5.16 Co-operating where possible with other agencies to ensure that the safety and welfare of the children/young people comes first.
5.17 Requiring individuals whose role within the organisation does not normally have direct contact with children, shall not contact a child on behalf of the organisation without first consulting with the DLP.
5.18 Ensuring that all organisations who work with UNICEF Ireland and are in direct or indirect contact with children/young people abide by this Policy.
6.1 If a child/young person comes to any UNICEF Ireland staff, activist, volunteer or board member with an abuse disclosure/or there is any suspicion that abuse has or may take place: the individual should take immediate action in accordance with Children First: National Guidance for the Protection and Welfare of Children 2017 and will work in cooperation with the statutory authorities including the Child and Family Agency and An Garda Síochána.
6.2 As far as possible, confidentiality is crucial – but the welfare of any child/young person is paramount. The law requires you within limits, to disclose the information to the appropriate body whether it is the management, social services or the police.
7.1 All staff at UNICEF Ireland are given procedural guidance on the application of this policy and their obligations as stated under this policy. These guidelines include:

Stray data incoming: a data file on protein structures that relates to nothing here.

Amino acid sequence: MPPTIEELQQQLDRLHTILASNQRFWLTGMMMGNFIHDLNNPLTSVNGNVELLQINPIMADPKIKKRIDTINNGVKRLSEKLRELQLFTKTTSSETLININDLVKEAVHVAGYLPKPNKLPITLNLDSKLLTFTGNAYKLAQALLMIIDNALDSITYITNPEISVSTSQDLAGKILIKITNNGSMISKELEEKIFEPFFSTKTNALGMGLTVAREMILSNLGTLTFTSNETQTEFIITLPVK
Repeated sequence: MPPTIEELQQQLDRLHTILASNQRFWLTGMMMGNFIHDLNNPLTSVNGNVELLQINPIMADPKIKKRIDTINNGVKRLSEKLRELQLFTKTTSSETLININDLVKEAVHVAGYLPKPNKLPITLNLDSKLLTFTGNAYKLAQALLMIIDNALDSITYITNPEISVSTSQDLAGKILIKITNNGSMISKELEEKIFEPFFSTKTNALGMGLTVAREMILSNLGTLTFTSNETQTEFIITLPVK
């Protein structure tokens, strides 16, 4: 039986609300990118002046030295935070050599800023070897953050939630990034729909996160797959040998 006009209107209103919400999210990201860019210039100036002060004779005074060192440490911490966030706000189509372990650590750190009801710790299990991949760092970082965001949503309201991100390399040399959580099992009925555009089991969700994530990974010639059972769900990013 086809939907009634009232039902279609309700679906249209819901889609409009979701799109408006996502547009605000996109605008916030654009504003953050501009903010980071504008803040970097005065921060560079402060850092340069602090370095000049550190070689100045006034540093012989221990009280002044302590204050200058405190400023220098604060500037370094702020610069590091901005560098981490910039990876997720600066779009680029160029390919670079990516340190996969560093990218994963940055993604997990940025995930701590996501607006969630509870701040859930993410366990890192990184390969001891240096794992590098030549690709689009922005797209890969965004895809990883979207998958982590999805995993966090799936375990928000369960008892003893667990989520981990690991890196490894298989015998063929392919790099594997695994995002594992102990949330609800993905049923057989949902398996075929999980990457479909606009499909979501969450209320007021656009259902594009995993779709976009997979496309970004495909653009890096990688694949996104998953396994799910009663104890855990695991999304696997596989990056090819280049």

- Code of Conduct for Children and Young People
- Code of Conduct for Adults
- Procedures and Guidelines for Child Images, Content and Communication
- Procedures and Guidelines for Child Participation
- Procedures and Guidelines for Chaperones
- Procedures and Guidelines for Field Visits
- Procedures and Guidelines for Recruitment
- Procedures and Guidelines for Reporting
- Risk Assessment Template
8.1 UNICEF Ireland is committed to the implementation of this Child Safeguarding Statement and the procedures that support our intention to keep children safe from harm. This Child Safeguarding Statement will be reviewed by the Audit Committee every two years or as soon as practicable after there has been a material change in any matter to which the statement refers.
9.1 In this document the term Child Safeguarding pertains to all actions that we take to keep children/young people we come in to contact with safe from harm, while the term Child Protection relates to the response and support mechanisms that are in place, should an allegation and/or incident of abuse or harm arise. A child is defined as anyone under the age of 18
9.2 Child abuse can be categorised into four different types: neglect, emotional abuse, physical abuse and sexual abuse.
- Neglect can be defined in terms of an omission, where the child suffers significant harm or impairment of development by being deprived of food, clothing, warmth, hygiene, intellectual stimulation, supervision and safety, attachment to and affection from adults, and/or medical care.
- Emotional abuse occurs when a child’s developmental need for affection, approval, consistency and security are not met. Unless other forms of abuse are present, it is rarely manifested in terms of physical signs or symptoms.
- Physical abuse of a child is that which results in actual or potential physical harm from an interaction, or lack of interaction, which is reasonably within the control of a parent or person in a position of responsibility, power or trust.
- Sexual abuse occurs when a child is used by another person for his or her gratification or sexual arousal, or for that of others.